Convenience store chain McColl’s hasn’t been pulling in the customers like it used to.
The company revealed yesterday that like-for-like sales had slipped by 2.7 per cent in the six months to May, which it blamed on supply disruptions and the cold snap.
Total revenue was up 19.2 per cent to £601.7m thanks to the 300 convenience stores it hoovered up in 2017.
But profit before tax almost halved from £4.5m last year to £2.3m, while gross margin – the amount McColl’s made from selling items compared to how much it spent buying them – was squeezed from 25.4 per cent to 25 per cent.
Russ Mould, an investment director at AJ Bell, said that the problems caused by weather, and supply chain disruptions from the collapse of wholesaler Palmer & Harvey, would ‘hopefully sort themselves out’. But he added: ‘More worrying is a drop in margins due to cutting prices in order to stay competitive.’
Investors looked panicked – McColl’s shares tumbled 13.8 per cent, or 29p, to 181p. However, the business is fortunately not under financial pressure, Mould added, but shareholders would ‘want reassurance that it is only experiencing short-term pains’.
In the FTSE 100, online groceries retailer Ocado fared better. Its shares rose 5.5 per cent, or 60p, to 1143p as investors continued to plough money into the technology-focused company.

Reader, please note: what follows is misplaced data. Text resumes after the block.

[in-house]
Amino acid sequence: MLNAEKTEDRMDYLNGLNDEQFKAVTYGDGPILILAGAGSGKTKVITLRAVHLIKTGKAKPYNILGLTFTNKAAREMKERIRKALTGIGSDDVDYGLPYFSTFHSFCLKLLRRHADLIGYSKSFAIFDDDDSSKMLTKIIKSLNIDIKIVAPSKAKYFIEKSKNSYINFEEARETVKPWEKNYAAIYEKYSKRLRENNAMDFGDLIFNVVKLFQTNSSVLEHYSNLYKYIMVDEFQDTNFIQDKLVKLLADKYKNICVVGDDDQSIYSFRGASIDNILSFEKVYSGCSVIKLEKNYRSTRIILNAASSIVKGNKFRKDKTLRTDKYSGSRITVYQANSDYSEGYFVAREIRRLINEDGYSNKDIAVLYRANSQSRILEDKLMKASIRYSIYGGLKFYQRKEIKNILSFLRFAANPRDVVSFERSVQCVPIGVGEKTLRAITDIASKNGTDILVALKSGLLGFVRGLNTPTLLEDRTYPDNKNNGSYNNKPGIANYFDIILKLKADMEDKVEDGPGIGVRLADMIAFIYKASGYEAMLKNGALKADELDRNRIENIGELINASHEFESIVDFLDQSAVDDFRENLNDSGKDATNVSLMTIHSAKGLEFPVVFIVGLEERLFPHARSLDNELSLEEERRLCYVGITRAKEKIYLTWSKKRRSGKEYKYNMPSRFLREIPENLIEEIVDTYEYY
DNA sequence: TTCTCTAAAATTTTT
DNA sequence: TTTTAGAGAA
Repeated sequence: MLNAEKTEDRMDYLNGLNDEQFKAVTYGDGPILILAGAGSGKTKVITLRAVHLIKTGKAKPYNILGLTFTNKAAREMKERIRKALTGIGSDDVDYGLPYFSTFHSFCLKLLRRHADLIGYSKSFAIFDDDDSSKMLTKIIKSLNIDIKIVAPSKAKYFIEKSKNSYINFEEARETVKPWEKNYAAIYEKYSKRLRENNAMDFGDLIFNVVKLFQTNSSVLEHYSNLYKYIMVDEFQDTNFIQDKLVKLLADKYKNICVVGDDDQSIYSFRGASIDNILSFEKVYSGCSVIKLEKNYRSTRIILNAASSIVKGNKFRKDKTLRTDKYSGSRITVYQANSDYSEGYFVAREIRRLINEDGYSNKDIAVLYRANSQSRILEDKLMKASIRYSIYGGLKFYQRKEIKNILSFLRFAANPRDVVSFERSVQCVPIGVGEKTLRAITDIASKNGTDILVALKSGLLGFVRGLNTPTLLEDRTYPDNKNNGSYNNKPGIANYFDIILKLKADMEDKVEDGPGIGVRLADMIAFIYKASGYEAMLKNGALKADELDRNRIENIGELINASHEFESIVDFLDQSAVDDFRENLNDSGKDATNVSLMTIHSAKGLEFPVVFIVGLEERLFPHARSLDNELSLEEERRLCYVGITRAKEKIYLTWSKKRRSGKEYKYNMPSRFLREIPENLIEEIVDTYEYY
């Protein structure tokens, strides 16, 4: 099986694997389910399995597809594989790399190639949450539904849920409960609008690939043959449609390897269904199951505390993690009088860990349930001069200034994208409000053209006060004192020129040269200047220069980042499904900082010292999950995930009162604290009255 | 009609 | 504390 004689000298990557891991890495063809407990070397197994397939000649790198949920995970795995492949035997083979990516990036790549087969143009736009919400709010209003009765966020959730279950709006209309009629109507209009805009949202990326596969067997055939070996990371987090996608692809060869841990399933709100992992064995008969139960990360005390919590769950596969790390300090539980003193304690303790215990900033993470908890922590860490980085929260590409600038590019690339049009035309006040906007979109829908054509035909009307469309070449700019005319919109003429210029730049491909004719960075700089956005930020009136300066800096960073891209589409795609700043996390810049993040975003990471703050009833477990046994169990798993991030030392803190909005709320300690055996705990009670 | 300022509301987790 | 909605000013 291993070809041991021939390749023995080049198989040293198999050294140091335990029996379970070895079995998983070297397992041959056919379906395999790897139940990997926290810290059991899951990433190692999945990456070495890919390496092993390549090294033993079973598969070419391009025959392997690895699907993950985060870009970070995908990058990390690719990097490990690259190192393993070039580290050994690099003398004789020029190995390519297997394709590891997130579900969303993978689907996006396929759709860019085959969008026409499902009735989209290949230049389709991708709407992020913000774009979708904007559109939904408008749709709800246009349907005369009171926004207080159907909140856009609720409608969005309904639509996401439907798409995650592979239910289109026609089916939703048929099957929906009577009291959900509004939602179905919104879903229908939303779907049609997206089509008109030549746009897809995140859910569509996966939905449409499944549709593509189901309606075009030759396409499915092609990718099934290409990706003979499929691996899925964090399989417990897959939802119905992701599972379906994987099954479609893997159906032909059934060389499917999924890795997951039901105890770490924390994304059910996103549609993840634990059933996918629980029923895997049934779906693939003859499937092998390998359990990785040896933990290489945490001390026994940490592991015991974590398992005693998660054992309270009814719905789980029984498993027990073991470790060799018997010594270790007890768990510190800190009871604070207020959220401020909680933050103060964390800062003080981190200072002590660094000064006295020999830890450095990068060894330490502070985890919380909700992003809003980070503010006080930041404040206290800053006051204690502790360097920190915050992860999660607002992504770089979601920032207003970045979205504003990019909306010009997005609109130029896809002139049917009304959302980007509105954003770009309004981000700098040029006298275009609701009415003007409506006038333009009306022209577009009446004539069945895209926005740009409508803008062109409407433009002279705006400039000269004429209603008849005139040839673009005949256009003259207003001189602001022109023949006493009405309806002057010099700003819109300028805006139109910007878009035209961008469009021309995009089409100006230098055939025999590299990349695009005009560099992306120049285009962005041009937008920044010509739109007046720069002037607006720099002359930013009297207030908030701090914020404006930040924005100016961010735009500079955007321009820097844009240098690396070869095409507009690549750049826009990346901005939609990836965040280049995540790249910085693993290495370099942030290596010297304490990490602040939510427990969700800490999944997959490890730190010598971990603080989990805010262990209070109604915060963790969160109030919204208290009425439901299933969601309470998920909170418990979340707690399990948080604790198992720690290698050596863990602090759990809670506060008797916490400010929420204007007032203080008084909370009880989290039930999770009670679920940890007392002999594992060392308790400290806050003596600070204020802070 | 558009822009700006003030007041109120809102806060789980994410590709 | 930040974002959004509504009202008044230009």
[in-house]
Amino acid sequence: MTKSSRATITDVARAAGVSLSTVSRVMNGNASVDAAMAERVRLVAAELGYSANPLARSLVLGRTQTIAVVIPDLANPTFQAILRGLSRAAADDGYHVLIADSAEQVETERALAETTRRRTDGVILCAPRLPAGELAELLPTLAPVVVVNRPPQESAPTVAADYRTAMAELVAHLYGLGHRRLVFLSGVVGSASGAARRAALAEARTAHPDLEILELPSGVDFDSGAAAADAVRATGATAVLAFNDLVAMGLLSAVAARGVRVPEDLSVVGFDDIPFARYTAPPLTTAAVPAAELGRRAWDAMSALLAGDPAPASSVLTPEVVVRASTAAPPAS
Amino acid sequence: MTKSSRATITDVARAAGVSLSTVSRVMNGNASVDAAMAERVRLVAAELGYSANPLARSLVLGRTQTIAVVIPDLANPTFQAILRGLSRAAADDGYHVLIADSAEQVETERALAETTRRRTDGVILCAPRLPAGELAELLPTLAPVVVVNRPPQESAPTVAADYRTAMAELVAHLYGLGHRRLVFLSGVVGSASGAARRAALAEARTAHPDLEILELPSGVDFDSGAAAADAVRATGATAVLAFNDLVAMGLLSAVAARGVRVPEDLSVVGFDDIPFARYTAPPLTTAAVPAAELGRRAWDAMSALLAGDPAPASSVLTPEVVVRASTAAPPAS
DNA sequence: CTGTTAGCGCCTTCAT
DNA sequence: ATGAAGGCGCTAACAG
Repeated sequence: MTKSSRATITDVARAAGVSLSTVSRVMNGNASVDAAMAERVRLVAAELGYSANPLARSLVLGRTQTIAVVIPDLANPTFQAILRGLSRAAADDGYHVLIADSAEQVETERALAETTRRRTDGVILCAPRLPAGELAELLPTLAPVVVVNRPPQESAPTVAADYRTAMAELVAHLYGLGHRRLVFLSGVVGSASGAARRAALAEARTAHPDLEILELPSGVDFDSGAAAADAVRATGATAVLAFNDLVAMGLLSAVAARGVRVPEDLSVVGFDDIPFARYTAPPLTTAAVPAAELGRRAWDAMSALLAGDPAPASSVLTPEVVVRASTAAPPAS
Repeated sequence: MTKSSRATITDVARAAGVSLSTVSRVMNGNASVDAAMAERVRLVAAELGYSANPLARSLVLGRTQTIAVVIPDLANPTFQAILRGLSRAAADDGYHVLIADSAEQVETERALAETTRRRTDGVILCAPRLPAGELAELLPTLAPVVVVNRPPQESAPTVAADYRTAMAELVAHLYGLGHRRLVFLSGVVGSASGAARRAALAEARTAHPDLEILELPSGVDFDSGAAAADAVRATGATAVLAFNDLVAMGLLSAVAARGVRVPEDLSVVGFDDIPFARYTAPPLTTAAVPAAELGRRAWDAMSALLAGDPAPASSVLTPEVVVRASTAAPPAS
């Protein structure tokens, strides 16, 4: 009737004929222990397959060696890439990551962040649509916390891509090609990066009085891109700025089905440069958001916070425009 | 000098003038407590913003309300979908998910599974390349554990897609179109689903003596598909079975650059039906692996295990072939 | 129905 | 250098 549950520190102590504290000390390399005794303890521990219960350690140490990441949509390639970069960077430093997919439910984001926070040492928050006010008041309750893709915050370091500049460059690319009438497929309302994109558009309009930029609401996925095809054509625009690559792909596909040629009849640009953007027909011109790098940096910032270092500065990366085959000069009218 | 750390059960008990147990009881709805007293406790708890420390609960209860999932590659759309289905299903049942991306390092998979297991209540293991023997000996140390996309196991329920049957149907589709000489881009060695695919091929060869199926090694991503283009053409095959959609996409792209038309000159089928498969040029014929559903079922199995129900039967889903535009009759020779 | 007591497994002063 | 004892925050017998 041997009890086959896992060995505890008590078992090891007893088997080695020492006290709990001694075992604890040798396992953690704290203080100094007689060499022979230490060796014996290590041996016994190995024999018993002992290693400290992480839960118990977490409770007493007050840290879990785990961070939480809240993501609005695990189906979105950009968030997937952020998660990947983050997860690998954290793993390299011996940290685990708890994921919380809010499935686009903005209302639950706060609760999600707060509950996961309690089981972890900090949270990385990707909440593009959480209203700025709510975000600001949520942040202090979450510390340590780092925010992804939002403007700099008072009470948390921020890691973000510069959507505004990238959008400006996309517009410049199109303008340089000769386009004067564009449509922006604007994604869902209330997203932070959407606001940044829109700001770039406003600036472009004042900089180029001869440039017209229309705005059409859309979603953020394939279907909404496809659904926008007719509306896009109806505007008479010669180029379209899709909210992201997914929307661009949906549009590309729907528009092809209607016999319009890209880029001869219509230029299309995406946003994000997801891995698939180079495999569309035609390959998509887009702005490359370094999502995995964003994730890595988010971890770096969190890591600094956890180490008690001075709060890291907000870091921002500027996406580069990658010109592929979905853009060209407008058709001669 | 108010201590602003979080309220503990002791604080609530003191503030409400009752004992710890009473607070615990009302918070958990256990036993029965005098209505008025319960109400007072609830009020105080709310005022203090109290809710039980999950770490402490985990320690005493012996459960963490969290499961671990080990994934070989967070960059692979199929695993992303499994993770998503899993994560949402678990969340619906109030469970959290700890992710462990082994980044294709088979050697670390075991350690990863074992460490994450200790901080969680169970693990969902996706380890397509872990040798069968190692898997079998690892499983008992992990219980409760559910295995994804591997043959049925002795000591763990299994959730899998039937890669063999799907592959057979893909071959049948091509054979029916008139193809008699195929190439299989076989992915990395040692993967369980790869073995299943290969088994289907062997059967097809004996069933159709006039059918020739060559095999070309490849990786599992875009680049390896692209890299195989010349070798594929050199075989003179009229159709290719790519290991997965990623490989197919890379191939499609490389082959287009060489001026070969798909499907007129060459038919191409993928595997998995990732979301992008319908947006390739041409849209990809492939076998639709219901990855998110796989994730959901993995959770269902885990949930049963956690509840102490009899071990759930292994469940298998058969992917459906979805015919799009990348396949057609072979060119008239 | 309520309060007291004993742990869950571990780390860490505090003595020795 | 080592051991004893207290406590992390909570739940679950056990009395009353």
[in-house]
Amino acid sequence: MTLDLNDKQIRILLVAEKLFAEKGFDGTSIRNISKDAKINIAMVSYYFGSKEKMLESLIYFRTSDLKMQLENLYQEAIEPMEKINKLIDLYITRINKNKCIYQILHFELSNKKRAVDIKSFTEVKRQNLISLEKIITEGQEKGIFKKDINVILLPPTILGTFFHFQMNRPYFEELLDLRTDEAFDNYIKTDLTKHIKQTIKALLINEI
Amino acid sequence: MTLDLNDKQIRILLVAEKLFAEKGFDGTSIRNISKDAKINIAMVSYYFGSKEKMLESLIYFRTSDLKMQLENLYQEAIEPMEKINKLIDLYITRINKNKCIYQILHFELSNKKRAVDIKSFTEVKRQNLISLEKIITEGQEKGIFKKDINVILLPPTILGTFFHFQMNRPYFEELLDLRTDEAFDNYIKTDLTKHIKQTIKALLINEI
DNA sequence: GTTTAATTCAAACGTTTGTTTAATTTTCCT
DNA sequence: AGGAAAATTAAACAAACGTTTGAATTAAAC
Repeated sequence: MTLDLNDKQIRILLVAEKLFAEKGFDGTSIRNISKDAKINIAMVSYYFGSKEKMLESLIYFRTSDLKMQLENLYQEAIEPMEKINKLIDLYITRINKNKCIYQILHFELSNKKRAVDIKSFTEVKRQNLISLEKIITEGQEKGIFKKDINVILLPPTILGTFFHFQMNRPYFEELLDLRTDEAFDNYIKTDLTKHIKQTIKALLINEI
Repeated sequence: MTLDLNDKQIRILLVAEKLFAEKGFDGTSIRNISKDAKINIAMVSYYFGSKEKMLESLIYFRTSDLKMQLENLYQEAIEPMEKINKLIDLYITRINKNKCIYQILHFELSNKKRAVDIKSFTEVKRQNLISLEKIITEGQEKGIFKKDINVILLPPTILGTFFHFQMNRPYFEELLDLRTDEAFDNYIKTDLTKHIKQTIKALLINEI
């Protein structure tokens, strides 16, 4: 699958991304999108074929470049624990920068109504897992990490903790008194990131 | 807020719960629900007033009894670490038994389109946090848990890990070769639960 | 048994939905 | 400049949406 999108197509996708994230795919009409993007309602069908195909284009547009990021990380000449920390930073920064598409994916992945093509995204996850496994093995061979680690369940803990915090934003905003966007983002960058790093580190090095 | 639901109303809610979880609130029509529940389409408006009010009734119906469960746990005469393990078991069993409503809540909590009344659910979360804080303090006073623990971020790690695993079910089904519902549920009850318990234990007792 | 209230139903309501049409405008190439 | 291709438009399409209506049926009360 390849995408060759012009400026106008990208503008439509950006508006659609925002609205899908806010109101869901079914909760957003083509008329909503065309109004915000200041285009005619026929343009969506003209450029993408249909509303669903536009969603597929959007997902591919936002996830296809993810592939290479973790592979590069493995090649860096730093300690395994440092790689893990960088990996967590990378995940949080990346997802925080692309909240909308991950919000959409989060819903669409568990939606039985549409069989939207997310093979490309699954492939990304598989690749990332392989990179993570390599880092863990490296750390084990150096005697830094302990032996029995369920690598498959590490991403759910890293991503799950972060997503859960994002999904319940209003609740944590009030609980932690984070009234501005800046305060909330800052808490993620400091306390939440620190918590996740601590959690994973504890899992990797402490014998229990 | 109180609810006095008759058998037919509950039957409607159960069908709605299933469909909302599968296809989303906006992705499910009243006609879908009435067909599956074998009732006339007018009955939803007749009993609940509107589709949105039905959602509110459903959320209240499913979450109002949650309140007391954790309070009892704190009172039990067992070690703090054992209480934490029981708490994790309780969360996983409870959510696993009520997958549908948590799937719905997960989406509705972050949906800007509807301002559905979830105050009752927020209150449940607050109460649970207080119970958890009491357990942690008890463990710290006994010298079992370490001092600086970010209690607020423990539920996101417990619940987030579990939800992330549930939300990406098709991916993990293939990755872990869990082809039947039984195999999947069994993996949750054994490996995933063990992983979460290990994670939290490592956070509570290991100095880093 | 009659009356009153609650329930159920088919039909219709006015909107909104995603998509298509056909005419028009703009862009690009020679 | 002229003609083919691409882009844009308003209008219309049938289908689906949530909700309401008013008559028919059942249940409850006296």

But Ocado’s momentum was not enough to keep the blue-chip index in positive territory.
The FTSE 100 ended the day down 0.3 per cent, or 23 points, at 7655.8 as housebuilders Taylor Wimpey, Barratt Developments and Persimmon weighed on the index. Mining giant BHP Billiton slipped slightly as it revealed it had been hit with another lawsuit, this time in Australia, relating to the Brazil Samarco dam failure that killed 19 people in 2015.
BHP was already facing claims from the Brazilian government and federal prosecutors, and shareholders in the US, but this latest lawsuit has been filed by more than 3000 investors.
They are trying to recover their losses, saying that BHP misled them as to the risk of the dam failure. They estimate the disaster wiped around £14 billion from BHP’s market value. BHP ended the day down 0.2 per cent, or 3.2p, at 1610.2p as the company said it would defend itself against the claim.
Smaller miner Petra Diamonds had an even less sparkling day, as its shares lost 10.6 per cent of their value, or 5.28p, to close at 44.7p.
Though production was in line with expectations, security concerns led to a £27m-to-£34m write-down at the KEM mine it jointly owns in South Africa. Firestone Diamonds was the hotter option, as it reported strong output from its mine in Lesotho, although the average price per carat decreased. The small miner’s share climbed 6.5 per cent, or 0.35p, to 5.7p.
Investment firm Draper Esprit, which has backed companies such as snack box firm Graze and money transfer business Transferwise, jumped on the day of its AGM. It said that since April this year it had invested £29m across eight deals, including call centre software firm Aircall, digital bank Revolut and Finnish microsatellite manufacturer ICEYE.
It also announced a £7m investment in Endomag, a firm pioneering magnetic sensing equipment that helps to fight cancer. Shares rose 4.2 per cent, or 25p, to 620p.
Doctor Who also made an appearance on London’s listed market, as Escape Hunt announced a five-year exclusive licence agreement with BBC Studios to create escape rooms themed around the show.
Investors seemed happy to get locked in, as Escape Hunt shares rose 2.2 per cent, or 2.5p, to 116.5p.